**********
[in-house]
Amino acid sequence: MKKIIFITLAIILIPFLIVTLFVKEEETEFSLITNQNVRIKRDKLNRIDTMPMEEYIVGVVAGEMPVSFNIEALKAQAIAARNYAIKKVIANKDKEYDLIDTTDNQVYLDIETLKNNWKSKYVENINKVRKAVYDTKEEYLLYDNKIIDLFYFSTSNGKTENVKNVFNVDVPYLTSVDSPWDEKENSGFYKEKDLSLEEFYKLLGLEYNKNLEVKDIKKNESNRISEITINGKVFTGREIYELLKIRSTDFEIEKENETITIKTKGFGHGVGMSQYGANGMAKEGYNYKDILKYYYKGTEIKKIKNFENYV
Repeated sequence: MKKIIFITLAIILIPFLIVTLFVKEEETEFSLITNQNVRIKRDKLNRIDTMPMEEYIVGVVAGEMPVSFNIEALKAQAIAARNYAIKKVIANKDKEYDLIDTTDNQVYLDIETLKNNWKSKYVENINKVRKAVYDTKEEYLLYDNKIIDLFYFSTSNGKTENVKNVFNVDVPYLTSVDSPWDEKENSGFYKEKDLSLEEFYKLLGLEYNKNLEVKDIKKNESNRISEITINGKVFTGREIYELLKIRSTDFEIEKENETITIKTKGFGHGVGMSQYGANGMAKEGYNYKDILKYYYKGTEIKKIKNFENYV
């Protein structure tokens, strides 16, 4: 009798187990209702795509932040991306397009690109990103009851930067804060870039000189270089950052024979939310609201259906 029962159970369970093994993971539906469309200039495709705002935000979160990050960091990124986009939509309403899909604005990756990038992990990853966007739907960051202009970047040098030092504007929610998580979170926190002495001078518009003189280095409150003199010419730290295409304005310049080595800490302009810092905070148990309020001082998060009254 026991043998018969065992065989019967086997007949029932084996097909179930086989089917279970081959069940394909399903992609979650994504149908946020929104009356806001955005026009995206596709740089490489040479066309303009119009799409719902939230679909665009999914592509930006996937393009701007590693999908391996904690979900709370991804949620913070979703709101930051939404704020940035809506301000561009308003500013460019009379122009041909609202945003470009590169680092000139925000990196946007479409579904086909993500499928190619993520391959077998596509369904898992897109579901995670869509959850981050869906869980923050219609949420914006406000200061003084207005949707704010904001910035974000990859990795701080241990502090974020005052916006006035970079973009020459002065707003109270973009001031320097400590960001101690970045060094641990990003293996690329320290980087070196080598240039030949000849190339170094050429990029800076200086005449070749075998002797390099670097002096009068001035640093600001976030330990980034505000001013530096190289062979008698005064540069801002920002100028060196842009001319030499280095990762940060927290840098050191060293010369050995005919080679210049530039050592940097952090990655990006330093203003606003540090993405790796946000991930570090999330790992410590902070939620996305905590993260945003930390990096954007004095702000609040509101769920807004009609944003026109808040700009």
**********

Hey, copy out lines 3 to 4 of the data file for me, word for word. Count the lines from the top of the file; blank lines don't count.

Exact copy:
Repeated sequence: MKKIIFITLAIILIPFLIVTLFVKEEETEFSLITNQNVRIKRDKLNRIDTMPMEEYIVGVVAGEMPVSFNIEALKAQAIAARNYAIKKVIANKDKEYDLIDTTDNQVYLDIETLKNNWKSKYVENINKVRKAVYDTKEEYLLYDNKIIDLFYFSTSNGKTENVKNVFNVDVPYLTSVDSPWDEKENSGFYKEKDLSLEEFYKLLGLEYNKNLEVKDIKKNESNRISEITINGKVFTGREIYELLKIRSTDFEIEKENETITIKTKGFGHGVGMSQYGANGMAKEGYNYKDILKYYYKGTEIKKIKNFENYV
């Protein structure tokens, strides 16, 4: 009798187990209702795509932040991306397009690109990103009851930067804060870039000189270089950052024979939310609201259906 029962159970369970093994993971539906469309200039495709705002935000979160990050960091990124986009939509309403899909604005990756990038992990990853966007739907960051202009970047040098030092504007929610998580979170926190002495001078518009003189280095409150003199010419730290295409304005310049080595800490302009810092905070148990309020001082998060009254 026991043998018969065992065989019967086997007949029932084996097909179930086989089917279970081959069940394909399903992609979650994504149908946020929104009356806001955005026009995206596709740089490489040479066309303009119009799409719902939230679909665009999914592509930006996937393009701007590693999908391996904690979900709370991804949620913070979703709101930051939404704020940035809506301000561009308003500013460019009379122009041909609202945003470009590169680092000139925000990196946007479409579904086909993500499928190619993520391959077998596509369904898992897109579901995670869509959850981050869906869980923050219609949420914006406000200061003084207005949707704010904001910035974000990859990795701080241990502090974020005052916006006035970079973009020459002065707003109270973009001031320097400590960001101690970045060094641990990003293996690329320290980087070196080598240039030949000849190339170094050429990029800076200086005449070749075998002797390099670097002096009068001035640093600001976030330990980034505000001013530096190289062979008698005064540069801002920002100028060196842009001319030499280095990762940060927290840098050191060293010369050995005919080679210049530039050592940097952090990655990006330093203003606003540090993405790796946000991930570090999330790992410590902070939620996305905590993260945003930390990096954007004095702000609040509101769920807004009609944003026109808040700009």